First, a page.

The New York Review of Sex, issue 1

Before Steven Heller authored over 170 books on design and visual culture, before his column for the New York Times and his unbeatable Daily Heller newsletter, and even before his time as an art director for the NYT Book Review, the acclaimed critic was navigating the ins-and-outs of the political underground press in Manhattan.

It was there that Heller first found his route into writing and art direction. Today, he tells us the story of his time illustrating for The Free Press and how that led to the launch of his New York Review of Sex.

“I always wanted to be a cartoonist in the mould of Jules Feiffer (mostly), although I loved MAD magazine and Virgil Partch (VIP). But, sadly, I lacked the necessary chops.”

“I could make marks and devise ideas, but I was not as good as my heroes, which later included Ron Cobb and Robert Crumb. When still in high school I took a portfolio around to all the New York hippie, left-wing, and underground papers (I had been rejected by The New Yorker) to see if they would be interested in publishing something.

“I hit pay dirt with The Avatar, The Rat, and The Liberation News Service, which sent my stuff to papers around the U.S., but to my great surprise, two months before graduating from Walden School in NYC and six months before going to NYU to study English, I was hired to do paste-up and draw pictures for The New York Free Press.

“The art director was the later famous J. C. Suares, and when he left a week after I started to begin another magazine, I was hired for $50 a week to be the art director and resident artist. Periodically, the editor would ask me to do the cover, so I drew as best I could. I was terrible with life drawing, I knew nothing about Expressionism or Surrealism, but I kind of did it instinctually. Also, my lettering skills sucked. So this was what I did:


“I worked with a crow-quill pen and India ink, and loved making little details, like those in the wings. The character in the talons was my alter ego—helpless, naked, and horrified.”

“I was of age for the Draft (Selective Service) and Vietnam was exploding. So the “brief” expressed what I and lots of other red-blooded, rebellious, privileged middle class liberal kids felt—NO WAY JOSE! I was not going into the military. I had gone briefly to a military school, but that was before the idea of going into a battle zone scared the crap out of me. I became an anti-war advocate, first in a self-serving way, and then learned a lot about how our government was abusing its power in that part of the world. My ignorance slowly evolved into political conviction and a left-leaning sense of justice that put me at odds with the older generation.

“Looking at my first cover illustration now, I think I’d probably do the same thing, though with better type. I learned how to design somewhat at The Free Press, but not how to draw any better. I still doodle the same way.

The New York Review of Sex came out of my time with The Free Press, which was the home of Screw Magazine. I had illustrated a story by Al Goldstein, co-founder of Screw (with Free Press managing editor, Jim Buckley), and was asked to be their art director. The result of my design ignorance was apparent. The issues that I did were awful. But I did a comic strip, which featured my NYU philosophy professor. Believe it or not, that strip got me thrown out of NYU. I left Screw because of an argument over a logo. And The Free Press cut its ties with Screw for other reasons.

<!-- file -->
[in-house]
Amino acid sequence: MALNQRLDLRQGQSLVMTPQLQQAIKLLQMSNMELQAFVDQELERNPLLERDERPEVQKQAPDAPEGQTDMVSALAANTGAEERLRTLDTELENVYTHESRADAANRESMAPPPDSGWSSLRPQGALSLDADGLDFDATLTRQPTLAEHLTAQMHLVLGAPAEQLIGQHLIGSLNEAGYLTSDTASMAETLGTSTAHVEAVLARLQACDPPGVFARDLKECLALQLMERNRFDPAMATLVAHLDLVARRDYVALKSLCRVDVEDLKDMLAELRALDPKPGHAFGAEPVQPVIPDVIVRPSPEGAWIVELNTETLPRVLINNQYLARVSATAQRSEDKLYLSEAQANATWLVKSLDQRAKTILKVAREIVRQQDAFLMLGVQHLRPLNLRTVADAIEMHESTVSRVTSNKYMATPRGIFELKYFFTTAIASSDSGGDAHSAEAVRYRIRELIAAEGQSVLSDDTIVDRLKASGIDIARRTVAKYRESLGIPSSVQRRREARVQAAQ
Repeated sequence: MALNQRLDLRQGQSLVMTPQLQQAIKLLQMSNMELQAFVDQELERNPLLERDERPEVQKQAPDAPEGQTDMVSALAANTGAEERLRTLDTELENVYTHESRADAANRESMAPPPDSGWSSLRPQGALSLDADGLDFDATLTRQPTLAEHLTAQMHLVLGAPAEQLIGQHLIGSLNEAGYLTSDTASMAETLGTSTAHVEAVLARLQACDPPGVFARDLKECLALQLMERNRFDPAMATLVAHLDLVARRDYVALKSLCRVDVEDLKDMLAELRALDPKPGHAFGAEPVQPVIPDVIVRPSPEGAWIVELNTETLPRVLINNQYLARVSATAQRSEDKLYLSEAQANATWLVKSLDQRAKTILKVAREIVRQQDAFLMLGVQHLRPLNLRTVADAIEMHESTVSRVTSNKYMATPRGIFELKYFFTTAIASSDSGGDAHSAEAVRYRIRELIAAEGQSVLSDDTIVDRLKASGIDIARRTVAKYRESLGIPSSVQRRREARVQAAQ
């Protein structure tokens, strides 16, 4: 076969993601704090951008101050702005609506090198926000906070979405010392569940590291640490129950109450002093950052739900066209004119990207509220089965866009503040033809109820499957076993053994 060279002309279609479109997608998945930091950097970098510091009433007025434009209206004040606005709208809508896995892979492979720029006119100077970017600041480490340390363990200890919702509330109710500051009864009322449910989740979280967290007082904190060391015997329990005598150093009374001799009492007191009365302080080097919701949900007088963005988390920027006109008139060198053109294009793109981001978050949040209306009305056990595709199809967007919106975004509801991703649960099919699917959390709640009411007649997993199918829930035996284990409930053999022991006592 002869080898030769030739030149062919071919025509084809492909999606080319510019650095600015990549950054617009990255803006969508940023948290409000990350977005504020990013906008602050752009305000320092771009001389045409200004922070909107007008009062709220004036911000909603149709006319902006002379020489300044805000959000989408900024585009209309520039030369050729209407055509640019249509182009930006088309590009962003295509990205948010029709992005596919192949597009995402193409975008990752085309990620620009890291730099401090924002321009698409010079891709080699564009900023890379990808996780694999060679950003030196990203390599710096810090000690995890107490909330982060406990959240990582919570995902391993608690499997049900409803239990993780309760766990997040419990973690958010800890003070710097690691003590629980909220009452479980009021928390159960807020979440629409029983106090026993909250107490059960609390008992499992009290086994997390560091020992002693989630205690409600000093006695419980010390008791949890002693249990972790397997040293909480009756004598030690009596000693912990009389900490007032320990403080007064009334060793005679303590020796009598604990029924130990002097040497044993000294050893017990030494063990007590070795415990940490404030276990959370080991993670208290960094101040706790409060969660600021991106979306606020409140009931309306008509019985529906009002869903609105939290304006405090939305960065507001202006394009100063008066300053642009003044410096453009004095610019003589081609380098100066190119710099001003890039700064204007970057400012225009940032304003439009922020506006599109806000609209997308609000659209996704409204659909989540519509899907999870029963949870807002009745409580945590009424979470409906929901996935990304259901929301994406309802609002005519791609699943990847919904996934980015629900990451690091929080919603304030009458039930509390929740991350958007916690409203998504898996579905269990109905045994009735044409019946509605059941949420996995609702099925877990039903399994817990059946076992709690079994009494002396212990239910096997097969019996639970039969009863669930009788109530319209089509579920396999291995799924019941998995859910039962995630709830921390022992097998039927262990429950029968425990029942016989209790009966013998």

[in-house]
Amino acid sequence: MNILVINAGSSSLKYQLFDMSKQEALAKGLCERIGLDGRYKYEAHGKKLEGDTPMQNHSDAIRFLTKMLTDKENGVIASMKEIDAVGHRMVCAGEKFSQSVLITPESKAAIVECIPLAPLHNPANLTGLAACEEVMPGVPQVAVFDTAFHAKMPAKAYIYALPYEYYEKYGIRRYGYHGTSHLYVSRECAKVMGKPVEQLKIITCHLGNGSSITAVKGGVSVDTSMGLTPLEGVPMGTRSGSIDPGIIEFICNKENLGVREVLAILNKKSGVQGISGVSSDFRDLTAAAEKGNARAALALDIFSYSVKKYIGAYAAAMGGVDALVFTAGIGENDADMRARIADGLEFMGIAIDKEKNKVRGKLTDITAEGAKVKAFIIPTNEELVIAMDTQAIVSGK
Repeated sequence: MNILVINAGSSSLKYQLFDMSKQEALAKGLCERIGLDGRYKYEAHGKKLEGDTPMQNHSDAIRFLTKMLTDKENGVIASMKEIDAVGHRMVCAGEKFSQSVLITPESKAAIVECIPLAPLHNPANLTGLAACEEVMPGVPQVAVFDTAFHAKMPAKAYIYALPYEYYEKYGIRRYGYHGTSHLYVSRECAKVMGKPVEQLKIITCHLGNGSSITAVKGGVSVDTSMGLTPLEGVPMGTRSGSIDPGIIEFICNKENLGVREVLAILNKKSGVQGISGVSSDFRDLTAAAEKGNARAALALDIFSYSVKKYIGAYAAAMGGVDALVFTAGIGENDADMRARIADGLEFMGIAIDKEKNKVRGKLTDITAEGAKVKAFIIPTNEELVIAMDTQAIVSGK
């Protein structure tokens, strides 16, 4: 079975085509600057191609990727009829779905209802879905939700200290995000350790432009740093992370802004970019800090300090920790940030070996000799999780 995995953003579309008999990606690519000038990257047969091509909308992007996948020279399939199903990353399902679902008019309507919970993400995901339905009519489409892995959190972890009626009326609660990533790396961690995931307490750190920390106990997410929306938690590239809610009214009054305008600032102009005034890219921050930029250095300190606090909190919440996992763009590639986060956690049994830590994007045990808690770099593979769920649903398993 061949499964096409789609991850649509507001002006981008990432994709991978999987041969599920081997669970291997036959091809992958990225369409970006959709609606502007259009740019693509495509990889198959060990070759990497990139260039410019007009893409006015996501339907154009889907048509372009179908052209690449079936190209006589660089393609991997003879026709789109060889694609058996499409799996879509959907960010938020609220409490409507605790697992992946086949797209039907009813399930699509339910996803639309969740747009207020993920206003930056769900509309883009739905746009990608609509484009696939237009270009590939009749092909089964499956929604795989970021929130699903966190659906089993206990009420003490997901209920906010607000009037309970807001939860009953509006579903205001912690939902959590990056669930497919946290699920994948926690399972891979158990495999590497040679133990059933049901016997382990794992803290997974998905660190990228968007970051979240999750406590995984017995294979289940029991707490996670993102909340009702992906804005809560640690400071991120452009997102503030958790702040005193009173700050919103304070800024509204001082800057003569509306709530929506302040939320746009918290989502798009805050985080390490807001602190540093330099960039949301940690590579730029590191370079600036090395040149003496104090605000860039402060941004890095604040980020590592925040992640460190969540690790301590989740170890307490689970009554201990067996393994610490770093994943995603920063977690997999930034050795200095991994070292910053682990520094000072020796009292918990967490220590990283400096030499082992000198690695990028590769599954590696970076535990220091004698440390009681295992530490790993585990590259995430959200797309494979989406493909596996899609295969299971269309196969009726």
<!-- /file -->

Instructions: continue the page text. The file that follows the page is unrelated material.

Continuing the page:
“But as revenge, we decided to start The New York Review of Sex (and politics). It’s a long story… so suffice to say, when we began the NYRS, I wanted to make it look better than Screw. So I convinced my co-publisher (I was publisher and art director and, under the name Michele Lee, I was advertising manager, too) to invest in full-color and 50 lb newsprint (heavier paper than Screw). I ended up doing a Feiffer-like comic for NYRS and commissioned others to do illustrations, including Brad Holland and Rick Meyerorwitz.

“We got many of our photos from the Japanese artist Yayoi Kusama, who is now very famous.

“I had a free hand to do whatever I wanted visually. I thought I was being a ‘good’ designer, using real typositor type and sometimes Morgan Press vintage type. It was still not up to snuff with design you’d see at AIGA or the Art Director’s Club, but I thought it was better than other underground papers. 

“I realized that this was the kind of work that I really wanted to do, and I wanted to become great at it. I saw what great illustration looked like, so I stopped doing my own (until I went to the New York Times’ pp-ed page, and when I ran out of budget, I assigned myself illustrations—mostly collages—to fill the deficit).

“The NYRS issues were not great, but I felt my ability to be a feature editorial designer and typographer was better than when I started without any knowledge. The NYRS folded after we were arrested a few times, and then I became the art director of a music magazine called ROCK. I liked a lot of what I did for it. Then I left, went back to Screw, and from there to the New York Times for 33 years.

“During my time doing NYRS, I learned that I loved this. I learned that I needed to learn more, but I was not going to learn it in school, which may have been a huge mistake on many levels.

“Over time I learned that I was a better art director than a designer. I learned that I actually preferred writing about design than doing it. I would not change the course of those experiences for anything in the world. I learned that design, art direction, or whatever the visual media process is called, was more about what you said, than how you said it. Then I learned that saying it well—with flair, ingenuity, and even beauty—would help the message reach more people.”